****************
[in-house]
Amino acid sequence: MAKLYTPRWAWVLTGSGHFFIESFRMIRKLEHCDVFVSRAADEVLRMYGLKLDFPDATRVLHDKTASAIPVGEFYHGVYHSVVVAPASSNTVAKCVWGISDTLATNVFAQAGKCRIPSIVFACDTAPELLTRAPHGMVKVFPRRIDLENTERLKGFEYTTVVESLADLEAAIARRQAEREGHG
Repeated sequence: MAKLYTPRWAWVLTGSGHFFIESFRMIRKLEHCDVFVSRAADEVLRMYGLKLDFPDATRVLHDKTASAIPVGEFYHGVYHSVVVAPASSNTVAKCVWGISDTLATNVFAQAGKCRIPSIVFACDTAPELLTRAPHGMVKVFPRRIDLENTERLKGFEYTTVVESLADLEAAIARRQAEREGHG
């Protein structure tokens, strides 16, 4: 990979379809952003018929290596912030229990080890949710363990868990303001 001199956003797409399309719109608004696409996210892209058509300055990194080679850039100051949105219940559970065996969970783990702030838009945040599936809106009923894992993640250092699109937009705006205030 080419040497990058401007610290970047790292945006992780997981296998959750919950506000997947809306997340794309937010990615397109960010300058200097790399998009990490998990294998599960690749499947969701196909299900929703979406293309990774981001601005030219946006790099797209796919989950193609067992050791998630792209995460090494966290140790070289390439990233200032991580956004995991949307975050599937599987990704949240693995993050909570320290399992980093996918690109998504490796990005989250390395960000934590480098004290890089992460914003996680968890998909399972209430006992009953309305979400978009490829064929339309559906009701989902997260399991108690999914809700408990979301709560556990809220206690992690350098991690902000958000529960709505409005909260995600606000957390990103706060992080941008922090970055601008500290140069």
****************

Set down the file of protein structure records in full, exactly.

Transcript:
[in-house]
Amino acid sequence: MAKLYTPRWAWVLTGSGHFFIESFRMIRKLEHCDVFVSRAADEVLRMYGLKLDFPDATRVLHDKTASAIPVGEFYHGVYHSVVVAPASSNTVAKCVWGISDTLATNVFAQAGKCRIPSIVFACDTAPELLTRAPHGMVKVFPRRIDLENTERLKGFEYTTVVESLADLEAAIARRQAEREGHG
Repeated sequence: MAKLYTPRWAWVLTGSGHFFIESFRMIRKLEHCDVFVSRAADEVLRMYGLKLDFPDATRVLHDKTASAIPVGEFYHGVYHSVVVAPASSNTVAKCVWGISDTLATNVFAQAGKCRIPSIVFACDTAPELLTRAPHGMVKVFPRRIDLENTERLKGFEYTTVVESLADLEAAIARRQAEREGHG
């Protein structure tokens, strides 16, 4: 990979379809952003018929290596912030229990080890949710363990868990303001 001199956003797409399309719109608004696409996210892209058509300055990194080679850039100051949105219940559970065996969970783990702030838009945040599936809106009923894992993640250092699109937009705006205030 080419040497990058401007610290970047790292945006992780997981296998959750919950506000997947809306997340794309937010990615397109960010300058200097790399998009990490998990294998599960690749499947969701196909299900929703979406293309990774981001601005030219946006790099797209796919989950193609067992050791998630792209995460090494966290140790070289390439990233200032991580956004995991949307975050599937599987990704949240693995993050909570320290399992980093996918690109998504490796990005989250390395960000934590480098004290890089992460914003996680968890998909399972209430006992009953309305979400978009490829064929339309559906009701989902997260399991108690999914809700408990979301709560556990809220206690992690350098991690902000958000529960709505409005909260995600606000957390990103706060992080941008922090970055601008500290140069």